24. Wizards (6-16). They have yet to win on the road. If there was a way to get the Pistons and the Wizards to play a game where they were both on the road then somebody would have to win.

25. Warriors (8-15). They have lost six in a row, but the schedule lightens up for them after Monday against Utah.

26. Clippers (5-20). We’re giving them moral victories for the one-point losses to the Lakers and Grizzlies last week. We shouldn’t but if they’re doing that with this owner, it should count for something.

27. Cavaliers (7-17). Changes to the lineup don’t help — if you move the guys scoring (Daniel Gibson, Antawn Jamison) from the bench to the starting lineup then your bench stinks. Doesn’t matter where the deck chairs are on the Titanic. Eight losses in a row.

28. Timberwolves (6-18). I kind of liked the new black uniforms. I may well be alone there.

29. Nets (6-18). Seven losses in a row. They tried to make a game of it with the Lakers but this team needs more offense, and their best answer to that plays in Denver.

30. Kings (5-16). No Tyreke Evans this week. They got a win against the Wizards last week but looking forward it only looks worse for this squad.

Lonzo Ball tops Rookie of the Year early betting odds

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If you are betting right now on next year’s NBA Rookie of the Year award, you are a die-hard fan of your team and their new addition. Or, you have a problem and need to seek help. Maybe both.

Either way, the people at the gambling site Bovada have posted the early betting odds for the ROY award for next season.

Lonzo Ball (Lakers) 5/2
Ben Simmons (76ers) 3/1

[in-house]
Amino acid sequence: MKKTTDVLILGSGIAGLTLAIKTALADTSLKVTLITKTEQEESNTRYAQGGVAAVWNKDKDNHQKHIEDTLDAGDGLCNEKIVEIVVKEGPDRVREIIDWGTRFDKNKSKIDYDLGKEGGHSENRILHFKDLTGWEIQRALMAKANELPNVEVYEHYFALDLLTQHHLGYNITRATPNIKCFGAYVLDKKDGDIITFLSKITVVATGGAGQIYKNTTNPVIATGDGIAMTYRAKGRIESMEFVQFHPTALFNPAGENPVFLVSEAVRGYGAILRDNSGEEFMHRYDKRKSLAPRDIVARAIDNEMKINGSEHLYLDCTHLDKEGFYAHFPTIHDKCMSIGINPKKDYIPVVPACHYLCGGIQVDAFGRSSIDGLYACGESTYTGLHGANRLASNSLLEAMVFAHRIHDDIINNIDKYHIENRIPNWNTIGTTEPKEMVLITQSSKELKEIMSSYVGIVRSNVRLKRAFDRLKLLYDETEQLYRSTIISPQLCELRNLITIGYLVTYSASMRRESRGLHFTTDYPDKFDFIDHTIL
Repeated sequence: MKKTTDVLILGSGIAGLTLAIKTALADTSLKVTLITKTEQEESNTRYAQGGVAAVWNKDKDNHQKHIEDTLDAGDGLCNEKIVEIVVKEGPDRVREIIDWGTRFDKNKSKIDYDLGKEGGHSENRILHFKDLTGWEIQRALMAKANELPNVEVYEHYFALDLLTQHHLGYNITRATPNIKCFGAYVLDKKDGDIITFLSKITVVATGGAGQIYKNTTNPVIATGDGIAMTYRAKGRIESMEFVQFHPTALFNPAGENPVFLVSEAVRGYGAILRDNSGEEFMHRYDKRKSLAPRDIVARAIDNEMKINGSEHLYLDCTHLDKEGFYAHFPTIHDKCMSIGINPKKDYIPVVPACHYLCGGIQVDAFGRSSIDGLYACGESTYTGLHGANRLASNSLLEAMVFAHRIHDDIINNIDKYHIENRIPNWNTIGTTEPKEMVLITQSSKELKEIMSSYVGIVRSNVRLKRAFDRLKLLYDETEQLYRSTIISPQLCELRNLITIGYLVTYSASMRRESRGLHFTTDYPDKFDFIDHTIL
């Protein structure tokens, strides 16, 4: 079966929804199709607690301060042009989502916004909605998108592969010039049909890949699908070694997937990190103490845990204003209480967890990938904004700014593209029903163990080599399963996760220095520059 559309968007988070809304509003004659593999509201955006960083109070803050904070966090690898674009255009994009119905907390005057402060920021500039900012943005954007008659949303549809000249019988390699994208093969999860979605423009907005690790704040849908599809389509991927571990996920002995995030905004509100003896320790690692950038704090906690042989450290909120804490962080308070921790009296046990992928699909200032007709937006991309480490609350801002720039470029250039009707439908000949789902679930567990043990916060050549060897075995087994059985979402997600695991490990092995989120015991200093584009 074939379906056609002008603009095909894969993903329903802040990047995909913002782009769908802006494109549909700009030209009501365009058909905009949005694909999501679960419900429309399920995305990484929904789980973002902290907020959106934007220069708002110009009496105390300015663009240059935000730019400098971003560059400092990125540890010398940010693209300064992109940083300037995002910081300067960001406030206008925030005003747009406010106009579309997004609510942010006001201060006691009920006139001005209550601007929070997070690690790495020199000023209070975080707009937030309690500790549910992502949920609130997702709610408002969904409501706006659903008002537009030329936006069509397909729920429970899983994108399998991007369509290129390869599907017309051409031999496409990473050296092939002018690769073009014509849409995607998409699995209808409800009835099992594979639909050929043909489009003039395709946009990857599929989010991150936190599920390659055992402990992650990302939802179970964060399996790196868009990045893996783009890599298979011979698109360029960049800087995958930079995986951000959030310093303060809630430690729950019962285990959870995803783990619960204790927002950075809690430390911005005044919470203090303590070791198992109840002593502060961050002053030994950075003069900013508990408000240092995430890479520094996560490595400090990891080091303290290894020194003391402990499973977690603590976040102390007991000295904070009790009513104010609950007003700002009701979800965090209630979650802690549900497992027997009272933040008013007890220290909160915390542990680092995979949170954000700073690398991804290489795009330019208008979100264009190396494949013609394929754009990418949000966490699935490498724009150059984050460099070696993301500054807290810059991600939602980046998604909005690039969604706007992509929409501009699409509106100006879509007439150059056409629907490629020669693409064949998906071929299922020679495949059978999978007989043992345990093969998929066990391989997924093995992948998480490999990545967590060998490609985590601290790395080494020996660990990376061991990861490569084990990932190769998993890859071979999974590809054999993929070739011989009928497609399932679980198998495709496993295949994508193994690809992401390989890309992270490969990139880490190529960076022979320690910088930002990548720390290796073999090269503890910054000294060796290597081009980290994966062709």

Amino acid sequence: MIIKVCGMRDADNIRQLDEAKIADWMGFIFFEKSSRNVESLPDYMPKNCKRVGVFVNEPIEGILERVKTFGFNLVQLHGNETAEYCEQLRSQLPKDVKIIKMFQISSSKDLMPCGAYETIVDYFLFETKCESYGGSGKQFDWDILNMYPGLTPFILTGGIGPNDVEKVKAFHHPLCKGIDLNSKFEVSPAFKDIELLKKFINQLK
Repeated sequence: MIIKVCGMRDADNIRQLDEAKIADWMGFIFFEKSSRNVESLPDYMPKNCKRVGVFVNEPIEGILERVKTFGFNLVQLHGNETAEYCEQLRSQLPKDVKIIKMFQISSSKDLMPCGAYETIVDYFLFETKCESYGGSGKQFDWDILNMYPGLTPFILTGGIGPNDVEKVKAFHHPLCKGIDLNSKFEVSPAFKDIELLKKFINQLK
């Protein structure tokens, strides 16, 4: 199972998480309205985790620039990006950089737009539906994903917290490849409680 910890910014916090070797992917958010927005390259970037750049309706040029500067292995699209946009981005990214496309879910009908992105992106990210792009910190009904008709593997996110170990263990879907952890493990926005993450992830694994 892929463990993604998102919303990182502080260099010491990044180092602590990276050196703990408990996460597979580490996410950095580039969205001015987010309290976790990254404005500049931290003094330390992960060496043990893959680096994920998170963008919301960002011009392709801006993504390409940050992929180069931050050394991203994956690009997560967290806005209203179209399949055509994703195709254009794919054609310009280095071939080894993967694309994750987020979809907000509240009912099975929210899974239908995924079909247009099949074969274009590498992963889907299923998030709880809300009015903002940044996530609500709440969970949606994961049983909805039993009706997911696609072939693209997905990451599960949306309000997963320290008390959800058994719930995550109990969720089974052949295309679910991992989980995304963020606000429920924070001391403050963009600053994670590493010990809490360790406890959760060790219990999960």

Markelle Fultz (76ers) 5/1
De”Aaron Fox (Kings) 7/1
Josh Jackson (Suns) 9/1
Jayson Tatum (Celtics) 9/1
Jonathan Isaac (Magic) 16/1
Malik Monk (Hornets) 16/1
Dennis Smith (Mavericks) 16/1
John Collins (Hawks) 20/1
Justin Jackson (Trail Blazers) 22/1
Lauri Markkanen (Bulls) 22/1

Yes, Ben Simmons is in the mix.

The two bets I like here, if I were a gambling man, are Jackson in Phoenix and Dennis Smith in Dallas. I doubt Smith wins it, but Mavs coach Rick Carlisle said after the draft Smith will start for them next year, which means he gets opportunities and can rack up assists feeding Dirk Nowitzki at the elbow for a year.

Jackson is going to be unleashed in an up-tempo Suns offense where he will be the defender they need on the wing, play with high energy, and get buckets in transition. Winning ROY is as much about fit and opportunity as talent, and Jackson has landed in a good spot.

Paul George-Gordon Hayward-Celtics rumor doesn’t add up

AP Photo/George Frey
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Paul George reportedly wants to play with Gordon Hayward. George is also reportedly willing to join his desired team (universally accepted to be the Lakers) by means that don’t guarantee the highest salary.

Could the Celtics – who are pursuing Hayward in free agency – leverage those conditions into getting George?

Adam Kauffman of 98.5 The Sports Hub:

I don’t what George would do, but it’d be a MAJOR financial disadvantage to go this route.

There a couple ways it could happen – George getting extended-and-trade or George getting traded then signing an extension six months later. The latter would allow George to earn more than the former, but even if he pledged to sign an extension, would the Celtics trade for him knowing he’d have six months to change his mind if he doesn’t like Boston as much as anticipated?

There’s a bigger issue, anyway. Both extension routes would leave George earning far less than simply letting his contract expire then signing a new deal, either with his incumbent team or a new one.

Here’s a representation of how much George could earn by:

  • Letting his contract expire and re-signing (green)
  • Letting his contract expire and signing elsewhere (purple)
  • Getting traded and signing an extension six months later (gray)
  • Signing an extend-and-trade (yellow)

image

Expire & re-sign Expire & leave Trade, extend later Extend-and-trade
2018-19 $30.6 million $30.6 million $23,410,750 $23,410,750
2019-20 $33.0 million $32.1 million $25,283,610 $24,581,287
2020-21 $35.5 million $33.7 million $27,156,470 $25,751,825
2021-22 $37.9 million $35.2 million $29,029,330
2022-23 $40.4 million
Total $177.5 million $131.6 million $104,880,158 $73,743,861

Firm numbers are used when it’s just a calculation based on George’s current contract. When necessary to project the 2018-19 salary cap, I rounded.